I enjoyed sharing Jane Pettigrew’s tea journey from novice to expertise; James Norwood Pratt’s and Cynthia Gold’s first visits to China; and Babette Donaldson’s “aha” moment when she first understood tea’s importance in her life.

A story’s success can be measured by how interested the reader is to know what happened next. Why did Julie L. Carney’s father start taking lemon in his iced tea? Did Russell Hires’ tea room rendezvous with an old flame rekindle the spark? What was the “special word” that John Millstead’s new acquaintance wrote? Yes, I want to know more!

Many of the essayists — contemporary and historic — are familiar to me, though other names were new. I wanted to “meet” each writer as I read their stories. Contributors’ bios, however, are grouped together at the back of the book rather than placed with their essays. Flipping back and forth between stories and author pages was frustratingly disruptive. If there is a sequel to this book, I hope it will reflect a more reader-friendly format.

There were a few moments when I struggled to continue reading. A curious bit of revisionist history, in the form of a paean to 19th-century abolitionist John Brown – whose early noble principles devolved into self-aggrandizing fanaticism, driving him to become a ruthless murderer (a terrorist, in point of fact) – was jarringly out of place here.

The inclusion of an essay about Greg Mortensen, whose work was, sadly, discredited only a few short months ago, is most unfortunate. No doubt removing the essay at that late date would have created a costly delay; the controversy, however, being so fresh in our consciousness, begs for acknowledgment with a notation following the essay or via separate errata slip.

I must admit to a touch of disappointment that Munichiello’s own writings were limited to brief chapter introductions. Again, if there is a sequel, I hope to see her essays included in the collection.

One last thing: What is the deal with that teabag photo on the dust cover?!

William I. Lengeman III of TeaGuySpeaks.com
Every time I read another book about tea ― and it seems that there’s been a flurry of these hitting bookstore shelves over the course of the last few years ― I wonder if there’s going to be anything left for the next author to write about. In the case of A Tea Reader, Katrina Munichiello has solved this problem by pulling together a selection of original contributions, as well as a number of pieces with a historical bent. As people who are familiar with tea blogs may already know, Katrina is the blogger behind The Tea Pages, which has been going strong for several years.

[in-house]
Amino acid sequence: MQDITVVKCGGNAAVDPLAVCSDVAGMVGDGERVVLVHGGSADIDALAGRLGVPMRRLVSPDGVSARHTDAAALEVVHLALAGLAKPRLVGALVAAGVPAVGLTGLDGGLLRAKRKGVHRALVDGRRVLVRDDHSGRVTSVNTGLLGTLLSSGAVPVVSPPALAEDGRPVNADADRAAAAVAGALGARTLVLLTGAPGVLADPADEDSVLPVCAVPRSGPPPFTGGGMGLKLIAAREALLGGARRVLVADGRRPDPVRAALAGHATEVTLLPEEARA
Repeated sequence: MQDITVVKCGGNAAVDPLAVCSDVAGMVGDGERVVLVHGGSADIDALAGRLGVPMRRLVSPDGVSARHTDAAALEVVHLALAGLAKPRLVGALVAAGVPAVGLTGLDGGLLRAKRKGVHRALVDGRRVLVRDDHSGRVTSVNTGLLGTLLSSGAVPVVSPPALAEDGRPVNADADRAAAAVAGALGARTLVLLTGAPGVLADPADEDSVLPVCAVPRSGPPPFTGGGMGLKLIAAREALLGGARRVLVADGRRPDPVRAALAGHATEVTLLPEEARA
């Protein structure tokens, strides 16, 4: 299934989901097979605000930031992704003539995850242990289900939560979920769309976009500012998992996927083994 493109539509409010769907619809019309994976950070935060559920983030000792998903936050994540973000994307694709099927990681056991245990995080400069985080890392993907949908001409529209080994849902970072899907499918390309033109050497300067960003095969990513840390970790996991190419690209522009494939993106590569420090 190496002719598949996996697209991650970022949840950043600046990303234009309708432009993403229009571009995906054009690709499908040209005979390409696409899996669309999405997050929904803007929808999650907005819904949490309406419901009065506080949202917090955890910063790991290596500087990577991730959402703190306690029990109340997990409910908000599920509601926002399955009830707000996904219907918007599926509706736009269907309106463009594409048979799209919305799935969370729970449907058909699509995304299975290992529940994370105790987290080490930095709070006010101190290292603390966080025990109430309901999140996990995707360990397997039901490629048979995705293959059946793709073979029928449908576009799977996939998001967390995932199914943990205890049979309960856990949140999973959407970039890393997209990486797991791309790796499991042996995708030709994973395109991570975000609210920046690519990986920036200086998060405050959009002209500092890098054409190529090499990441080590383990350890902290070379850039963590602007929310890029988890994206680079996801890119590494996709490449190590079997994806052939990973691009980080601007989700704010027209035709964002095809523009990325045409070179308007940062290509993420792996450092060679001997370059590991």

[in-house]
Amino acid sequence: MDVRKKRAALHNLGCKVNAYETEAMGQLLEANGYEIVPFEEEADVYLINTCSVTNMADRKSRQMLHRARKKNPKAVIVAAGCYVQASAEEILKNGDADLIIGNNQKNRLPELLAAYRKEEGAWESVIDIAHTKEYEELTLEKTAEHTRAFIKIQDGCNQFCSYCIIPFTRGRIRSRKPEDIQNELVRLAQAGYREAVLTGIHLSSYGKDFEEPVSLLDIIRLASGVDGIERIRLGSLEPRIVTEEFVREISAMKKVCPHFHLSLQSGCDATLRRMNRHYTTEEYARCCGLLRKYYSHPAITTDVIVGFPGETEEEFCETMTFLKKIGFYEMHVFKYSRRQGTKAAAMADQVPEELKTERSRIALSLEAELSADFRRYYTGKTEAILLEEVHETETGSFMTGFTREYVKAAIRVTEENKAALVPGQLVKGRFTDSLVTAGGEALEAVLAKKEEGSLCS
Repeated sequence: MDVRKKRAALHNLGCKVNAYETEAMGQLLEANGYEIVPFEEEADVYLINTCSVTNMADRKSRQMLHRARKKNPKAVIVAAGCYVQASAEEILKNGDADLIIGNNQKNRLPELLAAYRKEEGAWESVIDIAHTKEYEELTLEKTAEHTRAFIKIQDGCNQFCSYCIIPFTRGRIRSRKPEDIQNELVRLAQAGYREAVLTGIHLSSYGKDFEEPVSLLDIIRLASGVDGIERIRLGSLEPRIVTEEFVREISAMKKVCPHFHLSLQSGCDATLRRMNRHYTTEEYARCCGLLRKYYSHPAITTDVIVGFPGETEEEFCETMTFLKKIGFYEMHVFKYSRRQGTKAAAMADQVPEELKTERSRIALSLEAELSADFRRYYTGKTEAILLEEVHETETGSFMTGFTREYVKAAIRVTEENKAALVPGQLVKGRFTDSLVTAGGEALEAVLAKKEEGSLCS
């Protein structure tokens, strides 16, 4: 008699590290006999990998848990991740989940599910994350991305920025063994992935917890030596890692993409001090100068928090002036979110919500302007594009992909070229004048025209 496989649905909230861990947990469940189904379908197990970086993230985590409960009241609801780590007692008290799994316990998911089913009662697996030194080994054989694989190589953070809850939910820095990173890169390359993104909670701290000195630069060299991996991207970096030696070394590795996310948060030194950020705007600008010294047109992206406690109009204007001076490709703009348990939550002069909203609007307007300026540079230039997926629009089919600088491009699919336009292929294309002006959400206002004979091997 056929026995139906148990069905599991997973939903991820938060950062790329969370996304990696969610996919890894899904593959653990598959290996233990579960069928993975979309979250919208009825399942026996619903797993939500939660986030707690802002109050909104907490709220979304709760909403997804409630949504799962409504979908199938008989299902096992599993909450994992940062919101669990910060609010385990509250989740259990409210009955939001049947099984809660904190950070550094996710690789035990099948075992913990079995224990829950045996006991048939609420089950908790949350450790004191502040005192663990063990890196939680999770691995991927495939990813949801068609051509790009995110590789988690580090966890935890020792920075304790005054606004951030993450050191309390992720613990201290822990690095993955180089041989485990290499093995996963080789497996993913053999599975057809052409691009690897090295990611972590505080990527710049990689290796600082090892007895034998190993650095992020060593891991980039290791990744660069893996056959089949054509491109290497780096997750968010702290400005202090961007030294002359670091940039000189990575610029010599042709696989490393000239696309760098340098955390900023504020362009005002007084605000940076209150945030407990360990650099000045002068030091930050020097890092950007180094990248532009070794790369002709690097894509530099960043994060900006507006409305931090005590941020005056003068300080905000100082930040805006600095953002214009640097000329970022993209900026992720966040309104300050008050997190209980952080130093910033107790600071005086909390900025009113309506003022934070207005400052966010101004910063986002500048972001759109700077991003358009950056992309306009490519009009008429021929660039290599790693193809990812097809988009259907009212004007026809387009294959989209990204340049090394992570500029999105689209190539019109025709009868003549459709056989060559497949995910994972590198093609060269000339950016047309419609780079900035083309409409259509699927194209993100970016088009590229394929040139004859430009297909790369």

Having studied and written about tea for a number of years now, I’ve come to find that some of the most interesting aspects of tea culture have to do with its history. In the Western world this only goes back a few centuries to the introduction of tea to Europe sometime in the early seventeenth century, but there’s plenty of interesting information there nonetheless. Not surprisingly, some of the selections in A Tea Reader that jumped out at me the most were the historical articles by such authors as Thomas Lipton, Rudyard Kipling, and others.

Katrina Ávila Munichiello

Katrina Ávila Munichiello

Katrina  has broken down the book into five sections. Among those that I personally found most appealing were the ones on Tea Travels and Tea Careers, the latter being a topic that doesn’t seem to get a whole lot of attention. The other three sections rounding out the book are Tea Reveries, Tea Connections, and Tea Rituals. A number of well-known tea people contributed to the book, among them such luminaries as Frank Hadley Murphy, Roy Fong, Aaron Fisher, Jane Pettigrew and James Norwood Pratt.

Well, there you have it. From here the decision to spend your hard-earned dollars on a copy to enjoy with your tea break cuppa is your choice. There are certainly plenty of teas out there from which to choose.

See book launch dates and events on Katrina’s Facebook page.